Productivity and survival of defoliated wheatgrasses in the rolling plains of Texas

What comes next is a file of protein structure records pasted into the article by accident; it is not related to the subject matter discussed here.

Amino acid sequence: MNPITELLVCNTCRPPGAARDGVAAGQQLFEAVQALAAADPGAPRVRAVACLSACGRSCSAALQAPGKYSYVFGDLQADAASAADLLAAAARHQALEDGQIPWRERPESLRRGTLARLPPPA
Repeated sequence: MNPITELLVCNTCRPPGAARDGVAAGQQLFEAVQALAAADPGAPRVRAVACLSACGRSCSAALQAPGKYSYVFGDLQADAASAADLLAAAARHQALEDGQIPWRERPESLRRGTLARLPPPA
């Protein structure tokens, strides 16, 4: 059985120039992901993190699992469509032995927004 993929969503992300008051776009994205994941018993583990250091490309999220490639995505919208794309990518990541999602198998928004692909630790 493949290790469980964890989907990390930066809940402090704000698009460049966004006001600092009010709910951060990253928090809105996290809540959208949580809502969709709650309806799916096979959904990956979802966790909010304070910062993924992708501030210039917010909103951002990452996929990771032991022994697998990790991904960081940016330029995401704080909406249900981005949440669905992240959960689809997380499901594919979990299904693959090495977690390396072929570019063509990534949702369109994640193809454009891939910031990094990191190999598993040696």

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In the Texas Rolling Plains, cool-season perennial grasses may complement limited forage availability in March-May and October-December. In two experiments conducted at Vernon, TX, on a sandy loam soil (fine-loamy, mixed, thermic Udic Paleustalfs), we evaluated productivity and persistence of crested [Agropyron cristatum (L.) Gaertn. x A. desertorum (Fisch. ex Link) J.A. Schultes], hybrid [Elytrigia repens (L.) Nevski x Pseudoroegneria spicata (Pursh) L've], intermediate [Thinopyrum intermedium (Host) Barkworth & D.R. Dewey], pubescent [T. intermedium ssp. barbulatum (Schur) Barkw. & D.R. Dewey], and tall wheatgrass [T. ponticum (Podp.) Barkworth & D.R. Dewey] under combinations of 3- or 6-wk defoliation frequency at 7.5- or 15-cm. About 64% more herbage yield was harvested from all species at the 7.5- vs. 15-cm defoliation height in the first, but only from crested, hybrid, and pubescent wheatgrass in the second growing season. Frequent defoliation increased herbage by 22% in Experiment A or 37% in Experiment B only in the first growing season. Tiller survival increased with frequent defoliation in intermediate wheatgrass by 33% in Experiment A and up to 70% in Experiment B, but decreased by 52% in hybrid and by 33% in pubescent wheatgrass in Experiment A, and up to 50% in Experiment B. Lower nighttime soil temperatures increased tiller survival during summer in swards defoliated at the 7.5- vs. 15-cm height. Wheatgrass productivity increased under intensive or frequent defoliation in the first, but declined in several species in the subsequent growing season, making their potential to complement forage base limited.